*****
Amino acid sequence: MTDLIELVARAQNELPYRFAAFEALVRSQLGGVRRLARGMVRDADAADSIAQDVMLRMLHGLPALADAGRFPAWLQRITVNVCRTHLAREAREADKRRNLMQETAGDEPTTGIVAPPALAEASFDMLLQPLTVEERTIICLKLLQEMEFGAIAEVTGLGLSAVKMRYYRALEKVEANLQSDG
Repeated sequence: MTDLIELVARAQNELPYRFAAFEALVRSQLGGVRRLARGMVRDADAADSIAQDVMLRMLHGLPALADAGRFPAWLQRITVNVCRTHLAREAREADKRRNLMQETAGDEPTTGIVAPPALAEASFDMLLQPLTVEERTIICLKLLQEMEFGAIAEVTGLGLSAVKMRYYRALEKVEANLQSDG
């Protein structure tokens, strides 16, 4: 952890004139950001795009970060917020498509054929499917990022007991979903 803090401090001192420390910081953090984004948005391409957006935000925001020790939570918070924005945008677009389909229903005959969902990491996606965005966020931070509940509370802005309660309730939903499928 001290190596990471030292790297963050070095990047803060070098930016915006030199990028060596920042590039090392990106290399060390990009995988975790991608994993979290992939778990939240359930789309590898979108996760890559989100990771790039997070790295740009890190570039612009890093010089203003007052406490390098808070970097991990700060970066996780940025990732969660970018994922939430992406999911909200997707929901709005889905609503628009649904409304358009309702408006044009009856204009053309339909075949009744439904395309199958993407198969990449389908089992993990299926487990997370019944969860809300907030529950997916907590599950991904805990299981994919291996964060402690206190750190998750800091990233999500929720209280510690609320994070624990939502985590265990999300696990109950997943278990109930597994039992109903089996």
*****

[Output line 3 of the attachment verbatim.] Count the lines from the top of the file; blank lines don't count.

């Protein structure tokens, strides 16, 4: 952890004139950001795009970060917020498509054929499917990022007991979903 803090401090001192420390910081953090984004948005391409957006935000925001020790939570918070924005945008677009389909229903005959969902990491996606965005966020931070509940509370802005309660309730939903499928 001290190596990471030292790297963050070095990047803060070098930016915006030199990028060596920042590039090392990106290399060390990009995988975790991608994993979290992939778990939240359930789309590898979108996760890559989100990771790039997070790295740009890190570039612009890093010089203003007052406490390098808070970097991990700060970066996780940025990732969660970018994922939430992406999911909200997707929901709005889905609503628009649904409304358009309702408006044009009856204009053309339909075949009744439904395309199958993407198969990449389908089992993990299926487990997370019944969860809300907030529950997916907590599950991904805990299981994919291996964060402690206190750190998750800091990233999500929720209280510690609320994070624990939502985590265990999300696990109950997943278990109930597994039992109903089996």